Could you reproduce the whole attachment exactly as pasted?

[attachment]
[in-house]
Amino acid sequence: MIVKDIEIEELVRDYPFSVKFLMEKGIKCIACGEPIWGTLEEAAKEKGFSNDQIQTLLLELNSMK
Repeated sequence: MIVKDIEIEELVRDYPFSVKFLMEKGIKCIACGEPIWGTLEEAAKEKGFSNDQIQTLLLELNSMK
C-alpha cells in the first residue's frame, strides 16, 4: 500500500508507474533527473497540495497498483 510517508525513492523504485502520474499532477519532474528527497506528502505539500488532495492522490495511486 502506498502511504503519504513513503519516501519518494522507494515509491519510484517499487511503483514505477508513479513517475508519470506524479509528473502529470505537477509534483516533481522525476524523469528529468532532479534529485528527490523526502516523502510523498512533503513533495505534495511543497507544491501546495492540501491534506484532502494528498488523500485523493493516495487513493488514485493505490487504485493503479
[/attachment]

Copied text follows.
[in-house]
Amino acid sequence: MIVKDIEIEELVRDYPFSVKFLMEKGIKCIACGEPIWGTLEEAAKEKGFSNDQIQTLLLELNSMK
Repeated sequence: MIVKDIEIEELVRDYPFSVKFLMEKGIKCIACGEPIWGTLEEAAKEKGFSNDQIQTLLLELNSMK
C-alpha cells in the first residue's frame, strides 16, 4: 500500500508507474533527473497540495497498483 510517508525513492523504485502520474499532477519532474528527497506528502505539500488532495492522490495511486 502506498502511504503519504513513503519516501519518494522507494515509491519510484517499487511503483514505477508513479513517475508519470506524479509528473502529470505537477509534483516533481522525476524523469528529468532532479534529485528527490523526502516523502510523498512533503513533495505534495511543497507544491501546495492540501491534506484532502494528498488523500485523493493516495487513493488514485493505490487504485493503479